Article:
You order a computer from a local online store and it arrives in foam packaging or with packaging peanuts. Your morning coffee joint provides its warm beverages in foam cups and the office cafeteria serves lunch on foam trays. Although we may not recognize it at first, foam touches our daily lives in more ways than one.

The wonderful aspects of expanded polystyrene (EPS) foam, mistakenly referred to as Styrofoam (a registered trademark of the Dow Chemical Company), are plentiful. From providing superior insulation to high health safety standards, EPS foam is a material that is not only frequently used in the food and packaging industries but also in the healthcare and construction industries.

When its initial purpose is completed, it can easily be recycled into a different product that is just as useful as the old one. Used EPS foam can be recycled into pens, picture frames, planters, building insulation and more.

Unfortunately, there are a number of cities interested in banning this useful material. New York City, Washington D.C., and Chicago are just a few of the cities that are discussing banning the use of foam. Most recently, talk of a potential foam ban in Boston has gained media attention. However, there are many cities throughout the United States that are successfully recycling EPS foam rather than removing it completely.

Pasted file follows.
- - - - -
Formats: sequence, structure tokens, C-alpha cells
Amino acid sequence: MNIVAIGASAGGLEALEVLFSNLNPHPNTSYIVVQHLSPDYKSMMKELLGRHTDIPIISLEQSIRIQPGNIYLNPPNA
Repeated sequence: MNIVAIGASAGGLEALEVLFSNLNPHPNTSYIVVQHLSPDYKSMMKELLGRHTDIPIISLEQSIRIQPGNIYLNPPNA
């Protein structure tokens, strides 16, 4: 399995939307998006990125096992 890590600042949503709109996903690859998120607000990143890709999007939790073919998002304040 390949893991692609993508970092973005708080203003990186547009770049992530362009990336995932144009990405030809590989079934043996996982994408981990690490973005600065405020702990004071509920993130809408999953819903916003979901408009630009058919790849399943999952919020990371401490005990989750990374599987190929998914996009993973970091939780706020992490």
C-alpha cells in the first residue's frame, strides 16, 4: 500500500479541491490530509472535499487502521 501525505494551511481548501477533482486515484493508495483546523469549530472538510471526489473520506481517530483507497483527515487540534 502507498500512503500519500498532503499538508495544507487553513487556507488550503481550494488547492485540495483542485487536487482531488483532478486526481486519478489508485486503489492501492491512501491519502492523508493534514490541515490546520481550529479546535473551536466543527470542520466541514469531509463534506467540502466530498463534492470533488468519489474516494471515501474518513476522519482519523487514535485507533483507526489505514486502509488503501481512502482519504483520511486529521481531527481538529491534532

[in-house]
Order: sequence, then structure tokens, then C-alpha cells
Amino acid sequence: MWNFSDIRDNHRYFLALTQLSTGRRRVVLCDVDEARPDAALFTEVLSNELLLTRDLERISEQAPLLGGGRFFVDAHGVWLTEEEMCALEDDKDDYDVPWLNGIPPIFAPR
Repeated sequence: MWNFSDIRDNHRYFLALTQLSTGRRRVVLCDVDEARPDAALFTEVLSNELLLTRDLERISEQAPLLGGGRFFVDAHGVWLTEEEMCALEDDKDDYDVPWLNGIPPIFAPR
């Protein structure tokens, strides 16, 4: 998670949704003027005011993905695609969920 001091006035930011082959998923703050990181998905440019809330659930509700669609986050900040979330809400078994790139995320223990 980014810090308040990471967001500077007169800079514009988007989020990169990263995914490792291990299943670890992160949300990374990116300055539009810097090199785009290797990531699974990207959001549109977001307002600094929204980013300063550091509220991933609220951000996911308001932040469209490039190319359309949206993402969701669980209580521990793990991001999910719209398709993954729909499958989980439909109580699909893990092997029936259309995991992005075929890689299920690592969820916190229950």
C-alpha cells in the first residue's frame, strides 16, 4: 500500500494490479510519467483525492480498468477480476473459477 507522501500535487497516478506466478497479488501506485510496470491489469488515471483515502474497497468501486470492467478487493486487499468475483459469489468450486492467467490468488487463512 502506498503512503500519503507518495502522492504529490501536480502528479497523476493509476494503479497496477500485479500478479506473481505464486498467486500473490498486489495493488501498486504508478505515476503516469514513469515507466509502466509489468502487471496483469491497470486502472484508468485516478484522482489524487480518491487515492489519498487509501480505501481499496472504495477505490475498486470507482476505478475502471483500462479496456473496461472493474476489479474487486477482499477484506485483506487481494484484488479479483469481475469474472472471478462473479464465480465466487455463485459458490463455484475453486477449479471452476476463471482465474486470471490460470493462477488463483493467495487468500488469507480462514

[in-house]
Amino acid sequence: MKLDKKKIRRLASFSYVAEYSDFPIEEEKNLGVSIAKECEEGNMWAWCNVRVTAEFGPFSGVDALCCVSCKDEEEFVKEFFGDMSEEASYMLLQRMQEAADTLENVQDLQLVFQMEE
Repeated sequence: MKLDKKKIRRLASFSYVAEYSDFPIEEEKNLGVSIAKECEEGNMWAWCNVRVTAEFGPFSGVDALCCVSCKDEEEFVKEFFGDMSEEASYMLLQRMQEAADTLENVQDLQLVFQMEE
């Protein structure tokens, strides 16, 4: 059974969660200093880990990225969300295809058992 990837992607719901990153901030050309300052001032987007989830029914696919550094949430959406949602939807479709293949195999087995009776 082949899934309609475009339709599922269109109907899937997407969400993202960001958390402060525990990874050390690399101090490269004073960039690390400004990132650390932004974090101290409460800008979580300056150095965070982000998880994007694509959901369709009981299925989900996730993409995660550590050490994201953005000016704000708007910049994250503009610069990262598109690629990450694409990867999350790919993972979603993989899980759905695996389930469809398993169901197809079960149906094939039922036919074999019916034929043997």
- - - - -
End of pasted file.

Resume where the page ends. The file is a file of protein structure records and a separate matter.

In fact, there are over 65 cities across the United States that are recycling EPS foam. In the tradition of recycling and repurposing, these cities have created drop off centers and or implemented curb side pickups for their surrounding communities. The gathered EPS foam is then taken to a centralized location where it is compressed and shipped to manufacturers that recycle the material into new products. Instead of banning such a popular and useful material, these cities are working hard alongside communities and businesses to make a healthier environment.